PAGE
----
BRUSSELS — Europe's economy is growing faster, raising hopes for a sustainable recovery, but that may not be enough to bring sky-high levels of unemployment down anytime soon.
The economy of the euro bloc grew 0.3 percent in the October-December period from the previous quarter, the Eurostat statistics office said Friday. That was slightly more than expected and up from the third quarter's 0.1 percent.
The recovery remains tepid, however, at least by global standards. The eurozone's annualized rate of about 1.2 percent is less than half the U.S.'s 3.2 percent rate during the same period.
"While still far from dynamic, it is a step back in the right direction," said analyst Howard Archer of IHS Global Insight.
The eurozone is central to the global economy as Europeans are big buyers of goods from the United States and Asia. Uncertainty over the bloc's future in recent years weighed on growth and corporate earnings around the world.
Here's a look at the eurozone economy's vital signs:
NOT ENOUGH TO CREATE JOBS
One of the biggest economic problems facing Europe is unemployment, particularly among the young in those countries at the forefront of the region's debt crisis.
The eurozone economy emerged from recession last year as its financial crisis eased, but employers haven't started hiring much. The unemployment rate has remained around 12 percent since late 2012.
As well as creating uncertainty in households and stifling consumer spending, unemployment is a burden to a country's coffers as the government pays benefits and misses out on tax revenue from payrolls and economic activity.
That pain is not shared evenly across the eurozone, however.
While unemployment in Germany is near record lows around 5 percent, it has jumped to massive levels in countries struggling with debt. In Greece, it has reached a staggering 28 percent, and about 25 percent in Spain. The situation among the young is even worse — in Greece, almost 60 percent of those under 25 were out of work.
"Even if the fourth quarter's slightly faster rate of growth is sustained, it will be many years before the record number of eurozone unemployed can be put back to work," said Bill Adams, an analyst with PNC.
The unemployment rate in the U.S., by comparison, has fallen steadily to a five-year low of 6.6 percent as of January.
MORE COUNTRIES PICKING UP
The good news in Friday's growth figures is that they show improvements across most economies.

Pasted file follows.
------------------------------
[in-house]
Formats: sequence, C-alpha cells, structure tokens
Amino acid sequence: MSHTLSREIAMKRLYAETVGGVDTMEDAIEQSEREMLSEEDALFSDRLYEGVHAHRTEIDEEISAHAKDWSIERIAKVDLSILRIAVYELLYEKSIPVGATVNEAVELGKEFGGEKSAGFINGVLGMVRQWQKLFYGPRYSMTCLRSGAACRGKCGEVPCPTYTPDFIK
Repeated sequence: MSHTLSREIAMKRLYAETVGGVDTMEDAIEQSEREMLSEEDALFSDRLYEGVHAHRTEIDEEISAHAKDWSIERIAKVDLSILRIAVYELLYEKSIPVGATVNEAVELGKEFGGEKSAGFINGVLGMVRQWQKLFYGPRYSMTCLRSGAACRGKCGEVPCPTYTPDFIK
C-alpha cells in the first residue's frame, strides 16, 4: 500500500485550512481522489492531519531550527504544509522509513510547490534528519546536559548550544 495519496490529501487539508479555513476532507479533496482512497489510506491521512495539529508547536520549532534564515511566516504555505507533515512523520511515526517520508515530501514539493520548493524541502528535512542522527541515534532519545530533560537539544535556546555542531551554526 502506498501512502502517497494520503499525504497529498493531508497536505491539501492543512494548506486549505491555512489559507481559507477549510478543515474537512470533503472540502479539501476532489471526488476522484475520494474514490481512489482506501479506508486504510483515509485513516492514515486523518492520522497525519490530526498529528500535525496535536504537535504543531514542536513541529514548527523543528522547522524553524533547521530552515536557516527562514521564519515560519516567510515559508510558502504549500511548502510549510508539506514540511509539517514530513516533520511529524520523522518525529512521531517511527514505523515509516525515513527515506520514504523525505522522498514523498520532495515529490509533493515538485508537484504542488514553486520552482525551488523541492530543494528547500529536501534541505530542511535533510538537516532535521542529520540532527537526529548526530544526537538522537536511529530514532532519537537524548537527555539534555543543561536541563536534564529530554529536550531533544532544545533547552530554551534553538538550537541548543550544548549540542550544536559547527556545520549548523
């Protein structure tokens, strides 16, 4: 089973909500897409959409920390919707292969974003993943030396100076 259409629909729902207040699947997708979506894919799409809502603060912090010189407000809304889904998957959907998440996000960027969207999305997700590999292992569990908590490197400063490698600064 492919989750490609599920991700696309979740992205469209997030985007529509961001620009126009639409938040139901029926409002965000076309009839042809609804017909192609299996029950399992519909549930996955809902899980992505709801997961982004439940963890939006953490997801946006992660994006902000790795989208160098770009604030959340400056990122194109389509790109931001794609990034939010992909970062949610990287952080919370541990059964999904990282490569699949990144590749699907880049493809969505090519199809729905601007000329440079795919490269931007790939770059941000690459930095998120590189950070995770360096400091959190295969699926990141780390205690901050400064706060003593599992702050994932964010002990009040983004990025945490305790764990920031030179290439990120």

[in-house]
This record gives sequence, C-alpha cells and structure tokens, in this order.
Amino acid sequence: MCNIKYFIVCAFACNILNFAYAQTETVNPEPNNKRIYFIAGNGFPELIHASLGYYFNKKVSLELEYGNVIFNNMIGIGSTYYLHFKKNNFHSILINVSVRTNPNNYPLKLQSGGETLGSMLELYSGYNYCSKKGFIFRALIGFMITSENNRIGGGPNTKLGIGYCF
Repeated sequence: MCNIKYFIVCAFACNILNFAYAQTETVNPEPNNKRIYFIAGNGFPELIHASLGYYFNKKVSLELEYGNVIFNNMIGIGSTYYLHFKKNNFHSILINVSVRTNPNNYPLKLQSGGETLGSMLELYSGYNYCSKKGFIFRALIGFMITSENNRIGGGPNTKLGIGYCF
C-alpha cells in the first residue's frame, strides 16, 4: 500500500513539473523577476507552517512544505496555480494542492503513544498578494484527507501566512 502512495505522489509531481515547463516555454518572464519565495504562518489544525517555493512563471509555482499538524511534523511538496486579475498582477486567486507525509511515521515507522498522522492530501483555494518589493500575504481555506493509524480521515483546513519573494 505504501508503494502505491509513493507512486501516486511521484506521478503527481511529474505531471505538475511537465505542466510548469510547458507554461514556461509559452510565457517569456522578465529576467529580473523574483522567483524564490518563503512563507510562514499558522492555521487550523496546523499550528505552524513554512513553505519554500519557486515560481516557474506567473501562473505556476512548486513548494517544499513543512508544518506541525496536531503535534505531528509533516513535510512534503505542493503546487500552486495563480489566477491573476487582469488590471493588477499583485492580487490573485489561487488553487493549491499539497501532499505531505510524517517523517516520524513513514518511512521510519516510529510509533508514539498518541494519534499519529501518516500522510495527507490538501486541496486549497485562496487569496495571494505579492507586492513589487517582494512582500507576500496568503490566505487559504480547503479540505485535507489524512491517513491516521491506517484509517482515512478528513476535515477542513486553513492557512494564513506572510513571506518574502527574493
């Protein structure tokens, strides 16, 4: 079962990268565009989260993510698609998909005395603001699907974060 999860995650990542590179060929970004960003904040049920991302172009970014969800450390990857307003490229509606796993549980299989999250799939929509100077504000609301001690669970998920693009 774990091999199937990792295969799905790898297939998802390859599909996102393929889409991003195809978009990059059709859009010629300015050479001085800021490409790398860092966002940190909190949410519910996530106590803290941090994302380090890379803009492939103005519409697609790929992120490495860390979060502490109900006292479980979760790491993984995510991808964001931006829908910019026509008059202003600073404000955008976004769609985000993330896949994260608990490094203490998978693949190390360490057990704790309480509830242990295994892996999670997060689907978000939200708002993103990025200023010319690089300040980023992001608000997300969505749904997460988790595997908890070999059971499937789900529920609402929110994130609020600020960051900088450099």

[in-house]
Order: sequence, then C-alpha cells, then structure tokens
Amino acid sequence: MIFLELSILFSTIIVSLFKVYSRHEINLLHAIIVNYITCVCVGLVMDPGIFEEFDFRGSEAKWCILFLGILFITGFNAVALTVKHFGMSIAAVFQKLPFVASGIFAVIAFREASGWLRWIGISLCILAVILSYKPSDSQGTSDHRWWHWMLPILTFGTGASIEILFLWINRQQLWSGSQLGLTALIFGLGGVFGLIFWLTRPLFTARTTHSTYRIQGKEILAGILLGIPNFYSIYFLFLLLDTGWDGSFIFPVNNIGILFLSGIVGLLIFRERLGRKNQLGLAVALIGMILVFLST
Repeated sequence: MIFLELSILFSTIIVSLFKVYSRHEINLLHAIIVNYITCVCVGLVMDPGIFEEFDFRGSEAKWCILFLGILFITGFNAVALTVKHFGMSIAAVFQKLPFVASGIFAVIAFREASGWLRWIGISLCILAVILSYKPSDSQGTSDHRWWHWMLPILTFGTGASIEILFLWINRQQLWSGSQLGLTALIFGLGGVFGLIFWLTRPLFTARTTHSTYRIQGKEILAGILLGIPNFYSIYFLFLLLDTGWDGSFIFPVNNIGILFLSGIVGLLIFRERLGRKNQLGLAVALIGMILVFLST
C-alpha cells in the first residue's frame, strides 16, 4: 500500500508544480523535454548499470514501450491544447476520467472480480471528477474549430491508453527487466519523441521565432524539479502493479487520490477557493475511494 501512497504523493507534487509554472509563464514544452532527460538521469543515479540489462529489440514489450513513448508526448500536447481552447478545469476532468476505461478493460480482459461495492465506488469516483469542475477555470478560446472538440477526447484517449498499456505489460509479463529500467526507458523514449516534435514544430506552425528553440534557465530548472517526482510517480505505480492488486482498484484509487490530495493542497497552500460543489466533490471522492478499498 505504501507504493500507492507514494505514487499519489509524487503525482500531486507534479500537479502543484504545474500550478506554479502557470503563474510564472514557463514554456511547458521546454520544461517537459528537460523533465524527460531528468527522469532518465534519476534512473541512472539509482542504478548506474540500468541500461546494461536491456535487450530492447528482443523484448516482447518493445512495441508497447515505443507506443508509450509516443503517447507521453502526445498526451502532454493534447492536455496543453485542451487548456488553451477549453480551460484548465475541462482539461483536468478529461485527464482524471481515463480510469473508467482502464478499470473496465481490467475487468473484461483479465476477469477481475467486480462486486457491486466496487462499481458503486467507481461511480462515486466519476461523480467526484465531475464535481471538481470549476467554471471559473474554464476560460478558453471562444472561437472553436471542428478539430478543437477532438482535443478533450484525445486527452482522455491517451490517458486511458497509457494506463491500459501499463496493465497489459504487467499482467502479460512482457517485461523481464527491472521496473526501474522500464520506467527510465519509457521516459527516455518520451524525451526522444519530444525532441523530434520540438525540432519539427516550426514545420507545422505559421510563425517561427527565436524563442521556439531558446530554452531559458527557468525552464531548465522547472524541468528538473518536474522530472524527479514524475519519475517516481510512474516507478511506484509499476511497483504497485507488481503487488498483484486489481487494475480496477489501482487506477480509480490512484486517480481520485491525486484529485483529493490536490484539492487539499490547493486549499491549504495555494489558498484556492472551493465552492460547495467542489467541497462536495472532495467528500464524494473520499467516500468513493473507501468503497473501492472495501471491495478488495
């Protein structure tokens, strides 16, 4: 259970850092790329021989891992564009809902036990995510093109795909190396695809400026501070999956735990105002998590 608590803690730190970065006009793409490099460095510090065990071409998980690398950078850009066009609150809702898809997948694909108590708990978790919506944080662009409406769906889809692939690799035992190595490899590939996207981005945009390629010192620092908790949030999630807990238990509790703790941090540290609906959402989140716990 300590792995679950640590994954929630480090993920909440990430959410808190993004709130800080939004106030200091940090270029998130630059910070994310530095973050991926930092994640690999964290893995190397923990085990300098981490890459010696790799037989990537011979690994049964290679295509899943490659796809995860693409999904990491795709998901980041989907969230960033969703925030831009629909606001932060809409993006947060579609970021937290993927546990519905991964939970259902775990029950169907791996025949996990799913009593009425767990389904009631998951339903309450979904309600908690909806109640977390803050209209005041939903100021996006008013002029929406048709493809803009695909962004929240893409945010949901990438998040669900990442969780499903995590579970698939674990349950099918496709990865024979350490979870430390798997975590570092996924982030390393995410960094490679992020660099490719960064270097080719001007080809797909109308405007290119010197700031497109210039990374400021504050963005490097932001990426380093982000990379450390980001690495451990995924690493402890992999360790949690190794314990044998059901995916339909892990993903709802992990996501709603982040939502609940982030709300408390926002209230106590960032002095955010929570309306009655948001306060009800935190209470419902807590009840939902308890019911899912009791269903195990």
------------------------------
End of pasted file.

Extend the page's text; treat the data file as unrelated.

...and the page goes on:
Growth was unexpectedly strong in the bloc's major economies like Germany, France, Italy — which saw its first growth since 2011 — and the Netherlands.
But even Spain and Portugal — which needed rescue loans to rescue banks and the government, respectively — are showing signs of life.
"The eurozone's recovery has moved up a gear," said Chris Williamson, an analyst with Markit.
NOT ALL SECTORS CONTRIBUTING
While Friday's report did not break down growth by sector, recent indicators show exports continue to be key for the bloc. That's particularly true for Germany, traditionally a big trader of high-value goods like cars and machinery.
Consumer spending, on the other hand, has been disappointing across the eurozone, particularly over the recent holiday months, as has industrial production.
On the plus side, forward-looking surveys show business confidence is rising and companies are ready to invest more.
The recovery is expected to remain modest this year.
The European Commission, the EU's executive arm, predicts growth of 1.1 percent for the eurozone and 1.4 percent for the broader 28-country EU, which includes nations like Britain and Poland that don't use the euro.
Most analysts forecast growth of around 1 percent for the eurozone: Probably not enough to lift many out of unemployment, but it would still be the bloc's best performance since 2011.
That would still pale in comparison to the U.S. economy, which some expect to grow 3 percent this year, its strongest performance since 2005.
DEFLATION THREAT LURKS
The weak recovery has created one big headache, a steady slide in the inflation rate.
Policymakers are worried that if prices start falling outright, consumers and businesses might put off spending, killing off growth. Once it starts, deflation can be terribly difficult to get rid of — Japan struggled with it for two decades, during which its economy hardly grew at all.
Since unemployment remains high, domestic demand in many countries is unlikely to pick up soon, which encourages retailers to lower prices further to boost sales.
Inflation across the eurozone is 0.7 percent, well below the European Central Bank's target of just under 2 percent. So the central bank may act again in coming months.
Some analysts think it might cut its benchmark interest rate from its record low of 0.25 percent, offer more cheap loans to banks or pump money into the economy.
Capital Economist analyst Jonathan Loynes said the fourth-quarter growth uptick isn't enough to "to head off the dangers of deflation."
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